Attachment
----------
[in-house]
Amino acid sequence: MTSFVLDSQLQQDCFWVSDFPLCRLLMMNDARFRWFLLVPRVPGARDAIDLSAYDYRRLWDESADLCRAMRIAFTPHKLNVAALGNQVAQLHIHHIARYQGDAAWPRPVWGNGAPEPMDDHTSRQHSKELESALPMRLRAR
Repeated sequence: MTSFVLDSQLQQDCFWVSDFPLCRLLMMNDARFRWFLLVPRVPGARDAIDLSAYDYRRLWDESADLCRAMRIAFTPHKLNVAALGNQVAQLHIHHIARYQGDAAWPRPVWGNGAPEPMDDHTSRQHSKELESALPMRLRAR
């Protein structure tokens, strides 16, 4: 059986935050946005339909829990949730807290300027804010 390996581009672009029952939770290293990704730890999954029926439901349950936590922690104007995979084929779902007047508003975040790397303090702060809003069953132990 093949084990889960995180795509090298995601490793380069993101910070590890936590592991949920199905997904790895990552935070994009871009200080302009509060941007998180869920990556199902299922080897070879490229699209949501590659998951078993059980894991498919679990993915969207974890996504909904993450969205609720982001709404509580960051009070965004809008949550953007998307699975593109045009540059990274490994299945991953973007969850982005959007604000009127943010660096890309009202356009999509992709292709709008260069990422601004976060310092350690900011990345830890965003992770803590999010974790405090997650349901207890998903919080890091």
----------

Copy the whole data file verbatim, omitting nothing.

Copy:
[in-house]
Amino acid sequence: MTSFVLDSQLQQDCFWVSDFPLCRLLMMNDARFRWFLLVPRVPGARDAIDLSAYDYRRLWDESADLCRAMRIAFTPHKLNVAALGNQVAQLHIHHIARYQGDAAWPRPVWGNGAPEPMDDHTSRQHSKELESALPMRLRAR
Repeated sequence: MTSFVLDSQLQQDCFWVSDFPLCRLLMMNDARFRWFLLVPRVPGARDAIDLSAYDYRRLWDESADLCRAMRIAFTPHKLNVAALGNQVAQLHIHHIARYQGDAAWPRPVWGNGAPEPMDDHTSRQHSKELESALPMRLRAR
């Protein structure tokens, strides 16, 4: 059986935050946005339909829990949730807290300027804010 390996581009672009029952939770290293990704730890999954029926439901349950936590922690104007995979084929779902007047508003975040790397303090702060809003069953132990 093949084990889960995180795509090298995601490793380069993101910070590890936590592991949920199905997904790895990552935070994009871009200080302009509060941007998180869920990556199902299922080897070879490229699209949501590659998951078993059980894991498919679990993915969207974890996504909904993450969205609720982001709404509580960051009070965004809008949550953007998307699975593109045009540059990274490994299945991953973007969850982005959007604000009127943010660096890309009202356009999509992709292709709008260069990422601004976060310092350690900011990345830890965003992770803590999010974790405090997650349901207890998903919080890091």